Create your own Job Search Advisory Board
If you Google “job search tips” there are 460 million entries. Now I haven’t looked further than the first 3 pages, but I can imagine they contain some widely differing nuggets of advice. Add to this, the well intended input from friends, family, colleagues and bosses, it’s hardly surprising that the average job seeker is scratching his/her head in bewilderment.
Only last week I heard that one client had been advised from someone in Germany not to create his own web site when he was actively looking for corporate opportunities, as well as freelance consulting work. Another was told to dumb her resume down by a university friend, so not unsurprisingly was getting cut after either the first screening or interview. Another was advised not to connect with people he didn’t know personally on LinkedIn by a colleague nearing retirement. Another was advised by a neighbour that a certain professional networking event wasn’t worth it!
So what can you do when there are so many different opinions and how does the average job seeker navigate his/her way through this veritable maze of job search advice? The answer is with considerable difficulty.
Get on Board
One way to get over this problem is to strategically create your own advisory board to give you varied, but focused access to a range of opinions.
But how do you go about this and who should you include?
- Set job search goals and create a strategy: for most jobs seekers this key first step alone gives necessary focus. It cuts out the scatter gun approach of “asking around” and sending your CV to a group that is simply too wide.
- Research – your sector and chose companies thoroughly. Target them.
- Create a strategic network – identify a number of individuals who can mentor you and answer your questions. Choose different age ranges, locations, backgrounds and personality types to create your very personal Job Search Advisory Board. As the CEO of your own brand you can synthesise the results and take your own decisions Who do you need?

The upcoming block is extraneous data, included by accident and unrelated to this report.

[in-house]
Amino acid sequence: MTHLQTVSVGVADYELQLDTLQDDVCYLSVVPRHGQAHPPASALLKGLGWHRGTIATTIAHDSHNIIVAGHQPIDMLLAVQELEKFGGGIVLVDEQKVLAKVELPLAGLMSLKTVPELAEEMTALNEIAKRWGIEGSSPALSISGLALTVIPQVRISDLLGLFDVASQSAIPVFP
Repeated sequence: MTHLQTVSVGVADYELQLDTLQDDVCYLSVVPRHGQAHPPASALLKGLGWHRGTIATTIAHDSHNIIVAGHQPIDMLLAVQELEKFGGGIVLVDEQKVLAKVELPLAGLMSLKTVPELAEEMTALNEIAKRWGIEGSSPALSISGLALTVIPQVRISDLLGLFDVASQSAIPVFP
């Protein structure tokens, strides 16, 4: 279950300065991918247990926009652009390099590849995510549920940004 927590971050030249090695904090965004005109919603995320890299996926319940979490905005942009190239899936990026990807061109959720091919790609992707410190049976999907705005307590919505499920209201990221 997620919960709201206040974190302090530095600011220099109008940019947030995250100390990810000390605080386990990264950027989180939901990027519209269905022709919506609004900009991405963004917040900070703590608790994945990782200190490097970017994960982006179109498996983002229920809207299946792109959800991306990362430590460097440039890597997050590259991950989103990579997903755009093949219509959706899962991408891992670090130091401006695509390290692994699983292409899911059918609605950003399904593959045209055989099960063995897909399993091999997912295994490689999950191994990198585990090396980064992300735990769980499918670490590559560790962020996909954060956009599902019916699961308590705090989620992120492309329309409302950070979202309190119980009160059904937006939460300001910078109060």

- An up to date source – A group of connections with more opinions than experience of job search will not be helpful. You need someone who has been in the job search market or associated with it in some way during the last 3-5 years, otherwise the chances are they are out of date. The market is changing at a rapid pace and it is very hard to keep up with, even for those who work in the sector.
- Age range – people tend to network and seek advice in their own age demographic. Some are strongly bound to the way their age group does (or has done things) things. Get a cross-section of input.
- Cultural differences – there can be marked differences between corporate, sector, professional, regional and national cultures. Someone seeking a job in the construction sector in Germany, will have and need a very different approach to an U.S. based Marketing Manager. Once again get a cross-section advice.
- Personality types – We all have different styles. If you are an introvert, the approach of your extroverted advisor may fill you with horror and bring you out in a cold sweat, but there could still be some lessons to learn. Likewise the extrovert could profit from some lower key approaches of a more reflective personality.
Whatever you do:
- Monitor your results – if you are not getting any results at all, something needs to change even if it means going out of your comfort zone. We can all get stuck and caught up in rigid thinking. Experiment. Create a web site, put professional details on Facebook, connect with someone you don’t know personally, attend networking events you were told may not be useful.
- Trust your gut – if something doesn’t feel right it probably isn’t, at least for you. Go back to step 1! Find what is right for you and don’t be afraid to change.
- If all else fails seek professional help.
How do you filter job search advice?